If pipes are to be laid on ground or below ground, and are provided with valves, it is already known to coat the valve components-particularly the housingwith a coating of protective lacquer or the like in order to prevent the corrosion of such components. However, it is well known that such a protective coating can and frequently is removed in part during installation, as a result of impacts which cause it to flake or break off locally, so that a complete and reliable corrosion protection is not assured. In particular the outermost flange connecting screws or bolts are endangered by corrosion in such constructions, it being evidently economically impractical to make such components of rust-free steel to avoid this difficulty.

An additional problem in this area occurs if such valves are to be located on or below ground in the proximity of high-voltage cables, because in such case it is necessary to provide additionally an adequate cathodic protection. Heretofore, it has been attempted to provide this in that after assembly of the exterior components of the valve in the factory these components were provided with a layer of hardenable material, for instance a bituminous layer of several millimeters thickness. Here, again, however, it was found that during loading and transporting of thus-protected valves it is almost impossible to avoid that portions of the protective layer flake off or break off as a result of impacts or the like so that again neither adequate cathodic protection nor sufficient corrosion protection is assured. Also, the protective layer in such instances was usually applied manually, an undertaking which is both timeconsuming and inexpensive, and which does not assure uniformity in the thickness of the protective layer.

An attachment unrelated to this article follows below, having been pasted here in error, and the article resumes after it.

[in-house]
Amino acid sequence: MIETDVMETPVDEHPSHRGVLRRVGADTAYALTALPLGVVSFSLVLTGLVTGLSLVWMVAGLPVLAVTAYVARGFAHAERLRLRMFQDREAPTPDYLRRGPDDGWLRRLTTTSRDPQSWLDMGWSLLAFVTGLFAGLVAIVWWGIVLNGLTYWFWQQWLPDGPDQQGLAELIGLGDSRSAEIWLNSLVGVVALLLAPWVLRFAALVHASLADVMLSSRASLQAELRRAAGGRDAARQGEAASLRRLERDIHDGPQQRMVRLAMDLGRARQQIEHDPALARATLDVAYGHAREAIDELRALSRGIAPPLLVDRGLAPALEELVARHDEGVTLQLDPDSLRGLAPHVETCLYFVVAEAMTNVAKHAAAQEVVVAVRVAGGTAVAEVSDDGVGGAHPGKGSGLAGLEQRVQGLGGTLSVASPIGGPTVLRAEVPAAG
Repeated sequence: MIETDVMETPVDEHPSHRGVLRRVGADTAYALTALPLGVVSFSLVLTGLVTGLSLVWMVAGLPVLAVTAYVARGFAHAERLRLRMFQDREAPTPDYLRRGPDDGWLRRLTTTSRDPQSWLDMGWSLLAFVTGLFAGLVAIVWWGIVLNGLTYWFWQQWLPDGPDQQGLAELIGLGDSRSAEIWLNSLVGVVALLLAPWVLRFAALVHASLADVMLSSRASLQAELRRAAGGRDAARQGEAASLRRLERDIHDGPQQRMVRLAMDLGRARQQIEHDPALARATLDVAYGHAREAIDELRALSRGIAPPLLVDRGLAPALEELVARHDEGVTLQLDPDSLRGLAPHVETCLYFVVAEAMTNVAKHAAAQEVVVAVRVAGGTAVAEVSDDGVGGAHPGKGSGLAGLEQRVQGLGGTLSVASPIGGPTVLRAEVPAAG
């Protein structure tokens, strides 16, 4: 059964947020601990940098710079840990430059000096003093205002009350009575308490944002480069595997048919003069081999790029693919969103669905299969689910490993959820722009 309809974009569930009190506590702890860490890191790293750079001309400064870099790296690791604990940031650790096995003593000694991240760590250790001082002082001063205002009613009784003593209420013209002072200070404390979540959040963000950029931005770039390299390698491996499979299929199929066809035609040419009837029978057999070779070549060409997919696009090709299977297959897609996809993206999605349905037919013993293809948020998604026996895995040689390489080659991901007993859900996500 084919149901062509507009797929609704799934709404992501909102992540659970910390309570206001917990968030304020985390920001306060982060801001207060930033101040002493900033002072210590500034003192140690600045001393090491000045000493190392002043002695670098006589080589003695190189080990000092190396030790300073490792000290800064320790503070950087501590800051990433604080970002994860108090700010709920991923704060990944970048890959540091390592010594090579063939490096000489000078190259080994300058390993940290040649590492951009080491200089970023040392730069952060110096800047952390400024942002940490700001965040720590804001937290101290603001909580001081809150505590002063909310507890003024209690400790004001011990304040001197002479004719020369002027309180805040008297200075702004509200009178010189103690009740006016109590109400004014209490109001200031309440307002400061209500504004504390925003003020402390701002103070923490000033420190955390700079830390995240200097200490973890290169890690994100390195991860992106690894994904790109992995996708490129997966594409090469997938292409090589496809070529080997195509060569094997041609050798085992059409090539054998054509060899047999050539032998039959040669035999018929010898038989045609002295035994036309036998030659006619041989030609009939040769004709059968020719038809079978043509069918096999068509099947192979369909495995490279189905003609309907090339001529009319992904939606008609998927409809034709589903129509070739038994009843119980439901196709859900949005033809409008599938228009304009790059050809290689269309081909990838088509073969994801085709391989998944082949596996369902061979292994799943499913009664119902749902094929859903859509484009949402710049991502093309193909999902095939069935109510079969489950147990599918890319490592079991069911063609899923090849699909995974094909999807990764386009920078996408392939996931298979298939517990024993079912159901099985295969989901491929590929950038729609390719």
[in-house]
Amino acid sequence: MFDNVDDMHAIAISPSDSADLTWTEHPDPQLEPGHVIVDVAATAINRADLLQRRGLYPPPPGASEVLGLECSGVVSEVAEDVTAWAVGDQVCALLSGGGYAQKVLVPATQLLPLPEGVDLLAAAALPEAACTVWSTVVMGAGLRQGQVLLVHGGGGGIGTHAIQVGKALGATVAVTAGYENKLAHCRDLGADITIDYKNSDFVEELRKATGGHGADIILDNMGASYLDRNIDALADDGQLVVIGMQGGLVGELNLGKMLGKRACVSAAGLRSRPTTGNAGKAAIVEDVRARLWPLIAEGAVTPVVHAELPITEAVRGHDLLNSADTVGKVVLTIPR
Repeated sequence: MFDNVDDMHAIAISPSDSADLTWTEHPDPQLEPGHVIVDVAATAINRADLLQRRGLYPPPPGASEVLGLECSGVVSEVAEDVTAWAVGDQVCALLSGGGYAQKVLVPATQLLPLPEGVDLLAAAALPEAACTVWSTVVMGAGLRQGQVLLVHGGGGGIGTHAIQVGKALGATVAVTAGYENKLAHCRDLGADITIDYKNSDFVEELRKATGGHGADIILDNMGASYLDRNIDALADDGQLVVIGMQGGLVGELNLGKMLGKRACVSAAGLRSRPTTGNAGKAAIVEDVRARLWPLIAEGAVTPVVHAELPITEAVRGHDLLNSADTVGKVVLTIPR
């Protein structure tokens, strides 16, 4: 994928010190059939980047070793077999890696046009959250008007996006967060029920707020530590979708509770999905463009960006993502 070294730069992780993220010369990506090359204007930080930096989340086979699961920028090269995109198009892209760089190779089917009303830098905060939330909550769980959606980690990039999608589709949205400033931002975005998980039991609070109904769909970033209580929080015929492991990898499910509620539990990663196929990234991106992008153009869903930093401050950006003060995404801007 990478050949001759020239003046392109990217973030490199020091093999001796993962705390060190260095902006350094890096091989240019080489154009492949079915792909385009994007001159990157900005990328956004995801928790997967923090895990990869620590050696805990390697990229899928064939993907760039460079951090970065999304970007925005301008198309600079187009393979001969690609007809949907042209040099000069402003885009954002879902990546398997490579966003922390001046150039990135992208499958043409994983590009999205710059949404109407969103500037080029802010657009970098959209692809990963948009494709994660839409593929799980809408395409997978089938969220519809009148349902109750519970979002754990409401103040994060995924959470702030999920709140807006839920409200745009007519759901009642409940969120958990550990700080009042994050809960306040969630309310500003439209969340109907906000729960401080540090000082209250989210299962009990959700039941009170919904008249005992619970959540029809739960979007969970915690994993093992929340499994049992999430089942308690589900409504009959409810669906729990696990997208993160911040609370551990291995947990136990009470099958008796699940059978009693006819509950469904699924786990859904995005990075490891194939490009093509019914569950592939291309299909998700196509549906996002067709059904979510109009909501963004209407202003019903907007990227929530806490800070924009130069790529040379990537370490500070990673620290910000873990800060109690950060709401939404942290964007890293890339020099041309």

SUMMARY OF THE INVENTION It is, accordingly, a general object of the present invention to provide an improved arrangement of the LII type here under discussion which is not possessed of these disadvantages of the prior art.

More particularly it is an object of the present invention to provide such an improved arrangement which is afforded the desired protection against ambient influences, particularly a reliable cathodic protection and a reliable corrosion protection.

In pursuance of these and other objects which will become apparent hereafter, one feature of the invention resides in the provision of an arrangement of the character described which, briefly stated, comprises a structure which is to be protected against ambient influences and which has at least in part a given outer contour, and a discrete one-piece sheath of elastically distendable material resistant to such ambient influences. The sheath has a hollow interior whose inner contour corresponds to the outer contour and tightly encases the structure in surface-to-surface relationship therewith.